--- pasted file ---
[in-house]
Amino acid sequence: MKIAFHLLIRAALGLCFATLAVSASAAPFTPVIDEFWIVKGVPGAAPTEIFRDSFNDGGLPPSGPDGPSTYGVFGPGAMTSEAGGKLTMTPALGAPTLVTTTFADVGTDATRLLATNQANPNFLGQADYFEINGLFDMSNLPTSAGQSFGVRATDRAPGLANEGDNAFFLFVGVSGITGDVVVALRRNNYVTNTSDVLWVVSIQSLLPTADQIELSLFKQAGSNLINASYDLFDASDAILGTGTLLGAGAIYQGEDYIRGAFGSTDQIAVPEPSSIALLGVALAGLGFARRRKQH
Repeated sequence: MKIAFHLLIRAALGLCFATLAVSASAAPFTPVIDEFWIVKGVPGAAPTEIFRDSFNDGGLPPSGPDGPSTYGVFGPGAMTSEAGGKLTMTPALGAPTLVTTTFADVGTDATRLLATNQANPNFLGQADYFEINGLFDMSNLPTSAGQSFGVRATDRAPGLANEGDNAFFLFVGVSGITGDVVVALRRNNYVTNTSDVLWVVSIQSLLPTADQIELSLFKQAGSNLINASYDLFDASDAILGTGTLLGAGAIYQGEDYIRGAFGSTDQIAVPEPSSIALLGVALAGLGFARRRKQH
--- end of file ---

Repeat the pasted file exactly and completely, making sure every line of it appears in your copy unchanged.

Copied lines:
[in-house]
Amino acid sequence: MKIAFHLLIRAALGLCFATLAVSASAAPFTPVIDEFWIVKGVPGAAPTEIFRDSFNDGGLPPSGPDGPSTYGVFGPGAMTSEAGGKLTMTPALGAPTLVTTTFADVGTDATRLLATNQANPNFLGQADYFEINGLFDMSNLPTSAGQSFGVRATDRAPGLANEGDNAFFLFVGVSGITGDVVVALRRNNYVTNTSDVLWVVSIQSLLPTADQIELSLFKQAGSNLINASYDLFDASDAILGTGTLLGAGAIYQGEDYIRGAFGSTDQIAVPEPSSIALLGVALAGLGFARRRKQH
Repeated sequence: MKIAFHLLIRAALGLCFATLAVSASAAPFTPVIDEFWIVKGVPGAAPTEIFRDSFNDGGLPPSGPDGPSTYGVFGPGAMTSEAGGKLTMTPALGAPTLVTTTFADVGTDATRLLATNQANPNFLGQADYFEINGLFDMSNLPTSAGQSFGVRATDRAPGLANEGDNAFFLFVGVSGITGDVVVALRRNNYVTNTSDVLWVVSIQSLLPTADQIELSLFKQAGSNLINASYDLFDASDAILGTGTLLGAGAIYQGEDYIRGAFGSTDQIAVPEPSSIALLGVALAGLGFARRRKQH